Oven Braised Figs in Amaro

The finished figs in Amaro - definitely have some good bread around to sop up the syrup from the baking dish. Oh, your fingers will do...
The finished figs in Amaro - definitely have some good bread around to sop up the syrup from the baking dish. Oh, your fingers will do...

All images by Amanda Schuster

One of the sexiest things I have ever seen was Gregory Peck eating a fresh fig.

The scene occurred during a PBS biography about the actor, which featured a then recent interview on his property. In mid sentence, he paused to gaze at the ripened figs dangling in the sunshine from a tree. He pulled one off a branch and this once dashing man, now at an advanced age but still quite elegant, suddenly cupped the fig in his hand and ravenously bit into it. The pink flesh opened and juices ran down his hand and bits stuck to his chin. Now completely devoid of modesty and perhaps forgetting the camera entirely, he licked and slurped, fully tasting and enjoying that fig with a passion I’d never witnessed between man and fruit. This was someone who clearly loved food, his life and surroundings. When he finished the fig, he wiped his chin, and simply kept speaking exactly where he left off.

Nonino Figs
Nonino Figs

Until I saw this documentary, I realized I’d never really tasted a fresh fig properly. Like most Americans, I pretty much only knew them in Newton form. But after seeing my man Greg in action, I had to give them a try.

They have since become one of my favorite things and I look forward to fig season each year. The only problem is that since I live in Brooklyn without access to a fig tree, I must resort to buying them at a produce stand, and they usually come pre-packaged in a carton. Much as I love them, it’s hard to go through that many at once before they rot. And they do rot quickly once picked.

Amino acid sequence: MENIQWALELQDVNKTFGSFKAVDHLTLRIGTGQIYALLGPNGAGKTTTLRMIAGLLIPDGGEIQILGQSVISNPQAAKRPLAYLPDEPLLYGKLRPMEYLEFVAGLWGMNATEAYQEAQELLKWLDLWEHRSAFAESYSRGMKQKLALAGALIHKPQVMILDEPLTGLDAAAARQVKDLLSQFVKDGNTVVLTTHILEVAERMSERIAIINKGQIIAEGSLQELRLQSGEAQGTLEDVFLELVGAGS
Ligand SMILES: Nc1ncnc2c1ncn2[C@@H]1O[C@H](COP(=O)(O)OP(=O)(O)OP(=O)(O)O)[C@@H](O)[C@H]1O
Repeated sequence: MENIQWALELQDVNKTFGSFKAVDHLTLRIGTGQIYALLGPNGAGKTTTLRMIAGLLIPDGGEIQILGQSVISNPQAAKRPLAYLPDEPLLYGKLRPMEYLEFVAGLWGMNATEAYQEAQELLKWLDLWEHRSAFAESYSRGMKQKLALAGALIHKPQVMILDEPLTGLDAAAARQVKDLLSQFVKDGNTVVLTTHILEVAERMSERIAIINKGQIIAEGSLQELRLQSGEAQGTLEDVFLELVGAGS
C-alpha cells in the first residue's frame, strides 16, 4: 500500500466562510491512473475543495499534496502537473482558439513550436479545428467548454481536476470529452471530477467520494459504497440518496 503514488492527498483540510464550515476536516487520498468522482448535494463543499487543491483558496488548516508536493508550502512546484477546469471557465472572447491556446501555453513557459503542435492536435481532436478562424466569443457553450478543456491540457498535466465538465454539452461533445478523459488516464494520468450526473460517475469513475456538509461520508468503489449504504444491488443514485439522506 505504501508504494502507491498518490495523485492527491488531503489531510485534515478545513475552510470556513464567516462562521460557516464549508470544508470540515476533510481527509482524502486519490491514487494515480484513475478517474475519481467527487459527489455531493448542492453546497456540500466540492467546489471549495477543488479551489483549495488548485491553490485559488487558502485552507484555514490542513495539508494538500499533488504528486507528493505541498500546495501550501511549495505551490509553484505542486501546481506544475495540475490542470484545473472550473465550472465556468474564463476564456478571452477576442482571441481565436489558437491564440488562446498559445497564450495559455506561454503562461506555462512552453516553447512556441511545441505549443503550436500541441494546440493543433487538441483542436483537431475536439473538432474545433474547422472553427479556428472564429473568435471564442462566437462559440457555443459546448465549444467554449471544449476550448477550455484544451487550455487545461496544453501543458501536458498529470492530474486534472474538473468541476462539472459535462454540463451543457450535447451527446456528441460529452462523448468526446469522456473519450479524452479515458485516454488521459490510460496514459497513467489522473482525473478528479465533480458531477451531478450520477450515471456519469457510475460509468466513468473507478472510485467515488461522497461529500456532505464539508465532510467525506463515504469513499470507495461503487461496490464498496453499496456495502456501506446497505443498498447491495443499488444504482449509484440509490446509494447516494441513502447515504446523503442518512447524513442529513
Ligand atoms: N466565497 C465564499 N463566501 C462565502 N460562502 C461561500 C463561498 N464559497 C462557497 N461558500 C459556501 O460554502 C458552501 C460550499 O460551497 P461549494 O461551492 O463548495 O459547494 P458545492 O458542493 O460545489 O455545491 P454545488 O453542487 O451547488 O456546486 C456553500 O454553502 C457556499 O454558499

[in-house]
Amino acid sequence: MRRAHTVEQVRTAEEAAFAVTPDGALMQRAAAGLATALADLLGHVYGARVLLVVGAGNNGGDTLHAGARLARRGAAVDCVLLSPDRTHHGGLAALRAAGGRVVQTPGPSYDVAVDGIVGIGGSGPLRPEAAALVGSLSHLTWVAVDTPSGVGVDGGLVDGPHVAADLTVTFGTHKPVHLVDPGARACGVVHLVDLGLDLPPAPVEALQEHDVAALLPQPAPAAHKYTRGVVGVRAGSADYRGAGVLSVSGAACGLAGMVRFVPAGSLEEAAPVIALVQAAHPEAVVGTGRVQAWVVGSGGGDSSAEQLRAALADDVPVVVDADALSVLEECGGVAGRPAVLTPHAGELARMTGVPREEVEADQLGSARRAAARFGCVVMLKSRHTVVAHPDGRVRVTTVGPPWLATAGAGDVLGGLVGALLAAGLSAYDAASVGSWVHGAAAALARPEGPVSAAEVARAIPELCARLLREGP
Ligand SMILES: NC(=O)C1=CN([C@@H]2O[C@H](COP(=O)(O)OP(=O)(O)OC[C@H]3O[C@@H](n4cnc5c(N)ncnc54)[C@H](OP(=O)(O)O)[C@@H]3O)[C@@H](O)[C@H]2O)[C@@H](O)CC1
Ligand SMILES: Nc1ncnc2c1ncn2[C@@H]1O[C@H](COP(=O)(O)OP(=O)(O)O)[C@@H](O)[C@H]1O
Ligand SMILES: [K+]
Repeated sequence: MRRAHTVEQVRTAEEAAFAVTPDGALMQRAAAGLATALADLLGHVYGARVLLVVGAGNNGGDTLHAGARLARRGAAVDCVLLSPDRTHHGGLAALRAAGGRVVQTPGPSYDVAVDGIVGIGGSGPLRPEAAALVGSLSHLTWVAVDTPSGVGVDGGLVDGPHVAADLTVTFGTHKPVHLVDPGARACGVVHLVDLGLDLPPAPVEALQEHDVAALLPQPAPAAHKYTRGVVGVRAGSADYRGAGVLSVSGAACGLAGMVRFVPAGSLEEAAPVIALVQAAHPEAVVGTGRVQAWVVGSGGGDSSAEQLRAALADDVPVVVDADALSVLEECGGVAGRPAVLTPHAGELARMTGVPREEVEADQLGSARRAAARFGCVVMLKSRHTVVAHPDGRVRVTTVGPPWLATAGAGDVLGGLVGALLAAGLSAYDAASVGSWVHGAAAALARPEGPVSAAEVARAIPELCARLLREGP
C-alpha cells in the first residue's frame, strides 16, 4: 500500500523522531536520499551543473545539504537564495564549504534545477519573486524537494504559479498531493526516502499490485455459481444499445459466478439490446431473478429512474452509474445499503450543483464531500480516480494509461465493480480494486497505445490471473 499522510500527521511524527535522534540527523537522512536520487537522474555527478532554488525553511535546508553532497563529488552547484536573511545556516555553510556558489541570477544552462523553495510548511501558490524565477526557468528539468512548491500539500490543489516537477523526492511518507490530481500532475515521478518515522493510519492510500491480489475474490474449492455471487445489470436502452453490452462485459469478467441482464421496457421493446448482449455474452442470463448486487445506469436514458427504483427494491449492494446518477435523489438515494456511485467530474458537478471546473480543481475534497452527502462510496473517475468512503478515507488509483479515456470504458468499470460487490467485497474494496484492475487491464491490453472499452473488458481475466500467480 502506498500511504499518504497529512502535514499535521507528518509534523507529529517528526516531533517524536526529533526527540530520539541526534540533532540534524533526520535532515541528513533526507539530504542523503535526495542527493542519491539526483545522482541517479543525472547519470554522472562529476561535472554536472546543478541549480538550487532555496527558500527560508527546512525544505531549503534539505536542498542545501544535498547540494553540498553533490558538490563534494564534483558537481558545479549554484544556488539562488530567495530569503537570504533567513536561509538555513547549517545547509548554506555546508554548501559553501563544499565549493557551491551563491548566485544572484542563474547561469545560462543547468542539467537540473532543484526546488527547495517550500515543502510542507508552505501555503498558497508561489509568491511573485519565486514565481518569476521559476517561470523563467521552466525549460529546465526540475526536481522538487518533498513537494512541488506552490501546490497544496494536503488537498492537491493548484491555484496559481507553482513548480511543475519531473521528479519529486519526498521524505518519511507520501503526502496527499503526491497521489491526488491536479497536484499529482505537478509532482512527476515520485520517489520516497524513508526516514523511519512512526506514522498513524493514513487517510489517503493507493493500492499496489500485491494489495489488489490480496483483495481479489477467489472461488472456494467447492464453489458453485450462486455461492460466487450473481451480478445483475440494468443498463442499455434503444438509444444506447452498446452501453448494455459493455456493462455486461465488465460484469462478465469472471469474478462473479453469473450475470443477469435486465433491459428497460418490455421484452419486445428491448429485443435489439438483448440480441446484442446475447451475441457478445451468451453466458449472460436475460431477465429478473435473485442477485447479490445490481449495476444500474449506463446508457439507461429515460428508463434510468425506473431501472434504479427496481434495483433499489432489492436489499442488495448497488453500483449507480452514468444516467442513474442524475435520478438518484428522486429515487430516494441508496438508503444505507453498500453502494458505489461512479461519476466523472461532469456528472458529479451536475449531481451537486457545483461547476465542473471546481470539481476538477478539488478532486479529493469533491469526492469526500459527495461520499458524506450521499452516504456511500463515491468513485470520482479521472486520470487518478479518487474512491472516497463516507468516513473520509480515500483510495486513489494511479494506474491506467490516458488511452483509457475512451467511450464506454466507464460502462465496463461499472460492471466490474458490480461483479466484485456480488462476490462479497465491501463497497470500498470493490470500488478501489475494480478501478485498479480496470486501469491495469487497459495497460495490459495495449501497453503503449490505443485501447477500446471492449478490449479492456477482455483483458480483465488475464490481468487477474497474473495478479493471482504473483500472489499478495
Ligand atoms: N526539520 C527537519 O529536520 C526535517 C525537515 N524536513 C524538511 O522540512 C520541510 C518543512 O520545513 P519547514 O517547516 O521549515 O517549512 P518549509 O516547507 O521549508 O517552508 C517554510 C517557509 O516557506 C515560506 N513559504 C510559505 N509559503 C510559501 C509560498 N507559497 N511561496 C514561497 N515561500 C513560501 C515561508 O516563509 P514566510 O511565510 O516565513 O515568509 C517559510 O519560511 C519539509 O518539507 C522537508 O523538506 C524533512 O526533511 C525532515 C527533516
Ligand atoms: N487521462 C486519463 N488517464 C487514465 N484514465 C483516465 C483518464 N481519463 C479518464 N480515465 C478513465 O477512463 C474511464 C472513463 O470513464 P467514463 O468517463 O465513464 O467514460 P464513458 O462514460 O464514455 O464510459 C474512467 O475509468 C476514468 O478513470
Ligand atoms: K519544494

Still, I can’t resist. Maybe there is a way to preserve them over a few days? I scanned my liquor shelves. Sure, I could bake them in some wine or Port. That wouldn’t suck. But then I might not finish said bottle in time and now instead of rotting fruit I’ll have oxidized wine! Then I saw the Amaro in all its deep purple glory and knew that was the solution.

I am not one of those people who has a problem admitting when I’m wrong. But oh yes, this time, I was so very, very right.

Use a good quality honey - this ain't a job for the plastic honey bear
Use a good quality honey - this ain't a job for the plastic honey bear

Oven Figs Braised in Amaro and Honey

1 carton of fresh, black figs (about a dozen)

*1 ½ oz deep, dark and slightly sweet Amaro (I used Nonino Quintessentia - Nardini,Ramazzotti, Cardamaro, Mirto, any of those would also work)

pat of butter, melted

2 tsp good quality honey (I used Caledonia Spirits raw honey from Vermont)

Preheat oven to 350 degrees. Very gently wash the figs, careful not to scrape off any skin. Pat dry even more gently. Cut each lengthwise into quarters and add them to a medium mixing bowl. Add the rest of the ingredients and give it a delicate stir to coat, as though they’d scream with anything more forceful than a light touch with your spoon. Place the coated figs skin-side down in a single layer in a baking dish, careful not to overcrowd. Bake for about 30 minutes.

Ready to go!
Ready to go!

Serving suggestions (That is if you don’t consume them immediately with a big spoon upon hitting room temperature air):

  • Piled into the middle of a cake (cornmeal, sponge, angel food, lemon, chocolate, it’s up to you.)
  • As a spread with soft cheese on toast, crackers or as a component of a crostini.
  • Over ice cream.
  • With peanut butter
  • In what would likely be one of the best grilled cheese sandwiches of your lifetime.

*Port will still work if you prefer. Use only half the amount of honey.